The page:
Frizzell spent the next few years refining the script and recasting the roles. The new Angela and Jessie, discovered through multiple callbacks, were two performers from contrasting backgrounds: Mitchell is a former Disney kid with 4.5 million Instagram followers, and Morrone is a model-turned-actor lagging behind with only 1.2 million followers. “Their chemistry was one of those things that you could practically touch in the audition room. It existed on its own. We were just lucky enough to find it.”
In terms of comedic influences, Frizzell names What We Do in the Shadows, Broad City, Superbad, and old buddy movies starring Gene Wilder and Richard Pryor. For visuals, it’s The Big Lebowski, Boogie Nights and The Slums of Beverly Hills. I could also detect a flavour of Spring Breakers, Half Baked and Smiley Face. That said, how can one beat their own genuine, lived-in experience? “We are still friends and she hasn’t seen it yet,” the director says of her former partner-in-crime. “But we’ve talked about it, and she’s gonna go when it opens in theatres and watch it on the big screen.”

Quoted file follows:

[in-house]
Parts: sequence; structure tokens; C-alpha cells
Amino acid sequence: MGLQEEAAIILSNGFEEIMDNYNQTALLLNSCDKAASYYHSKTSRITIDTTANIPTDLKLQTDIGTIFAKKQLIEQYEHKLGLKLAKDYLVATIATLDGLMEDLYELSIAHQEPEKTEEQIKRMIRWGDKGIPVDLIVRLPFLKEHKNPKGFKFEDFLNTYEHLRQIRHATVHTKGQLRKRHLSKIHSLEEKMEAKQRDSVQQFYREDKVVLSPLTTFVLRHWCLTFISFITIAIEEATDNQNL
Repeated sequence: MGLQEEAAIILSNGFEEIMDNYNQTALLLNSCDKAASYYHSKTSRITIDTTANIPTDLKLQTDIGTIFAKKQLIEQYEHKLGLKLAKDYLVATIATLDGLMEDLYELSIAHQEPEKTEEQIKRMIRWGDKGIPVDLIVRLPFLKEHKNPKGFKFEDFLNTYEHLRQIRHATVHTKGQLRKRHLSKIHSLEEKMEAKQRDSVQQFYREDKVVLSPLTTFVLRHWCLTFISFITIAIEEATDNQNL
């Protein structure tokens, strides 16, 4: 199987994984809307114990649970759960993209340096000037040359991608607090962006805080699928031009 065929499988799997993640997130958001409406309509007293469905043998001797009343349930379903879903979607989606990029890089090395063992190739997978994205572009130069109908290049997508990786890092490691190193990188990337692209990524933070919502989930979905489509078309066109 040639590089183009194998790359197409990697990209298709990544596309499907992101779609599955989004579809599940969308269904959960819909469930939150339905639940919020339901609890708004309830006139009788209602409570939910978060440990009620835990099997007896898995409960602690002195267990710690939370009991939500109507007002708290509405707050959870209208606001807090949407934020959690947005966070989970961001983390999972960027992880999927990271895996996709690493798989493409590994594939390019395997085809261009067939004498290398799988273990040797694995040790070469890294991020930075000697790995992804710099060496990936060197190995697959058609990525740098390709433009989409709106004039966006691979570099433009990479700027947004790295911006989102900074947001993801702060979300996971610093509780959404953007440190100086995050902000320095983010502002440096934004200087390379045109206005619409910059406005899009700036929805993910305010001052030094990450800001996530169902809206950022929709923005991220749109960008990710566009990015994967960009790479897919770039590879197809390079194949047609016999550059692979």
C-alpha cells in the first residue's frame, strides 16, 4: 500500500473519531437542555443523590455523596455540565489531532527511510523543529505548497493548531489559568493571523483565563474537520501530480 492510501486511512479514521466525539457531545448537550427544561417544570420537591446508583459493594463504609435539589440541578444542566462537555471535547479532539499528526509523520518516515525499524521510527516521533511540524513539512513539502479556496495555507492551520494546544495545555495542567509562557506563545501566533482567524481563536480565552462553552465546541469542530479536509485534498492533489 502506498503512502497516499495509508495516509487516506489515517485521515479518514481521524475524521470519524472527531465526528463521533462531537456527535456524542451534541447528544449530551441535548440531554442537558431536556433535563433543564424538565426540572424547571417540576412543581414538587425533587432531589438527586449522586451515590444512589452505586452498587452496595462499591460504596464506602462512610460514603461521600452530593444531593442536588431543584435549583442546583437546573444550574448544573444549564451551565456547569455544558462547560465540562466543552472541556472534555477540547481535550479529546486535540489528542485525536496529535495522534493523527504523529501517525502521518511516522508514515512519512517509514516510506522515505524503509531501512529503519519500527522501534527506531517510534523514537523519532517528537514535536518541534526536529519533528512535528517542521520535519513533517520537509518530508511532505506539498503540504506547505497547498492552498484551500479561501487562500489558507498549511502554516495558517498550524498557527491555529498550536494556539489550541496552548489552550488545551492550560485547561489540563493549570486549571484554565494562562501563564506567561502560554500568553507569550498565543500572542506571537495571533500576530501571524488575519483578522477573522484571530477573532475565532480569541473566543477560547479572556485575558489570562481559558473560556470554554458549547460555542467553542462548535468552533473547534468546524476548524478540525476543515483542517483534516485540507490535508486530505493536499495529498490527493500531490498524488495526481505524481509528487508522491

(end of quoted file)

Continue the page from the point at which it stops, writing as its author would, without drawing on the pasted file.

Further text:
I ask if, during her multiple drafts, Frizzell considered writing the film as a straight sob story. After all, does the screwball humour lessen the impact of its message about societal inequality? “I've actually written the dramatic version of this story and it most definitely has a deeper impact than Never Goin’ Back. I knew going into this film that there would be people who weren't happy about the lack of backstory (how did these girls end up in this situation?) or the fact that I was ambiguous about the relationship/sexual orientation of the girls.